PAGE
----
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I want to see if a propeller is bad or good for generating static thrust. This is what I know about the propeller and the engine used to turn it during a test:

Engine shaft power, $P$ = 0.58 hp

Propeller diameter, $D$ = 8.5 ft

Revolutions per minute, $RPM$ = 245

Static thrust, $T$ = 18.75 lbf

Can I calculate the efficiency of the propeller? What is the maximum achievable efficiency?

Additional explanations

The formula I was suggested to use could be exactly what I need. However, using it, I do not get some reported experimental results like:

Engine shaft power, $P$ = 6 hp

Propeller diameter, $D$ = 8.5 ft

Static thrust, $T$ = 66 lbf

Propeller efficiency, $\eta_{prop} \geq 66\%$

Gear efficiency, $\eta_{gears} \geq 85\%$

Doing the calculations: $\eta_{prop} = \sqrt{\frac{T^3}{(P^2 \cdot \pi \cdot \eta_{gears} \cdot \frac{D^2}{2} \cdot \rho )}} = 37.2\%$ which is well below 66%.

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    $\begingroup$ Homework question? $\endgroup$ – Ralph J Oct 25 '15 at 12:50
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    $\begingroup$ @Ralph Looks like another question about the Wright brothers. $\endgroup$ – user11933 Oct 25 '15 at 13:00
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    $\begingroup$ Why the downvotes with no comments? Seems like a perfectly reasonable aviation question to me. +1 to help restore CAVOK. $\endgroup$ – Simon Oct 25 '15 at 15:34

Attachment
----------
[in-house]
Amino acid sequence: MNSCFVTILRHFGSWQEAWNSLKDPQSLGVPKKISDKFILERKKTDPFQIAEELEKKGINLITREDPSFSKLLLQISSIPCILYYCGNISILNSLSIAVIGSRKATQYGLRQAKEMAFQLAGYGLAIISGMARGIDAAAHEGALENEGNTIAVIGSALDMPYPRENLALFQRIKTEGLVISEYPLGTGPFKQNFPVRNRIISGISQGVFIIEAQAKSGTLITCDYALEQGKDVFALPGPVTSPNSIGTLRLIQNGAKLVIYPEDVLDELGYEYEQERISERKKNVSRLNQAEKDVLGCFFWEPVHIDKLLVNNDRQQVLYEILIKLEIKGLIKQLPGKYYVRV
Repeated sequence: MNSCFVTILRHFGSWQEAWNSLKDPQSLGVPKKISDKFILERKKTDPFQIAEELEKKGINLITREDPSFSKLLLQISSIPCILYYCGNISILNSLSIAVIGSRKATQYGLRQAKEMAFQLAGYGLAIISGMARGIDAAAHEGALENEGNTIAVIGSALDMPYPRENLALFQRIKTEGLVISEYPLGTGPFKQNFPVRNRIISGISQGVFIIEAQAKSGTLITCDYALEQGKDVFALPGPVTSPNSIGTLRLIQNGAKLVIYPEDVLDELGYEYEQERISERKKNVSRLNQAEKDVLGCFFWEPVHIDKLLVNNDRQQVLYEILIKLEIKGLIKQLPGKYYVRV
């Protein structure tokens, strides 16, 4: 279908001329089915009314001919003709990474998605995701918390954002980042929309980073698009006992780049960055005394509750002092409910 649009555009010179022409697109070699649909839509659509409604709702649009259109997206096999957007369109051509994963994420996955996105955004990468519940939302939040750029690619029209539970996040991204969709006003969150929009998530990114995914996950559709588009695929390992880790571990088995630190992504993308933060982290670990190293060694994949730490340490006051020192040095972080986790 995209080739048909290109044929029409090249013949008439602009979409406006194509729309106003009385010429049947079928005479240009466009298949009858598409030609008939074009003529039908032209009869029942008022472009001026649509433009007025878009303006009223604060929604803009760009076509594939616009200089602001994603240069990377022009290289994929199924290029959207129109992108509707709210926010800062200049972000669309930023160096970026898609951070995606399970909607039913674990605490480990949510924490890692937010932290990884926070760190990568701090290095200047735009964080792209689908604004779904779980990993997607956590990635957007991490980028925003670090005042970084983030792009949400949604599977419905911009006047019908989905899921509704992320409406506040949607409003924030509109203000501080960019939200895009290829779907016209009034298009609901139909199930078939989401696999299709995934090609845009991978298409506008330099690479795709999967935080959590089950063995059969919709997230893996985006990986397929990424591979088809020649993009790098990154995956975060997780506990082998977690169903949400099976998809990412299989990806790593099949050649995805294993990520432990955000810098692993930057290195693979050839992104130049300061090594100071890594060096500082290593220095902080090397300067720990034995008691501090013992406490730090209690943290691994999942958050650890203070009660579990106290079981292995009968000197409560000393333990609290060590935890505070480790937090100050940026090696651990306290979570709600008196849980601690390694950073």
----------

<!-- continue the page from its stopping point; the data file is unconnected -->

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    $\begingroup$ Possible duplicate of Is there any equation to bind velocity, thrust and power? $\endgroup$ – user11933 Oct 25 '15 at 22:12
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    $\begingroup$ "Bad or good" is opinion. $\endgroup$ – David Richerby Oct 26 '15 at 10:14
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Engine shaft power: P = 0.58 hp, Propeller diameter: D = 8.5 ft, RPM = 245, Static thrust: T = 18.75 lbf

$\eta_{prop} = \sqrt{\frac{T^3}{(P^2 \cdot \pi \cdot \frac{D^2}{2} \cdot \rho )}} = 49.5\%$

where $\rho=1.2 \frac{kg}{m^3}$

So at an efficiency of 49.5% that propeller is rather poor.

Note: I used the formula that relates static thrust to efficiency, power and propeller diameter from here.

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  • $\begingroup$ It is known that the efficiency of a plane propeller is low at small forward velocities, so just because eff_prop =~50%, when the plane does not move, it does not mean the propeller efficiency will remain the same as the plane speeds up. $\endgroup$ – Robert Werner Oct 28 '15 at 17:05

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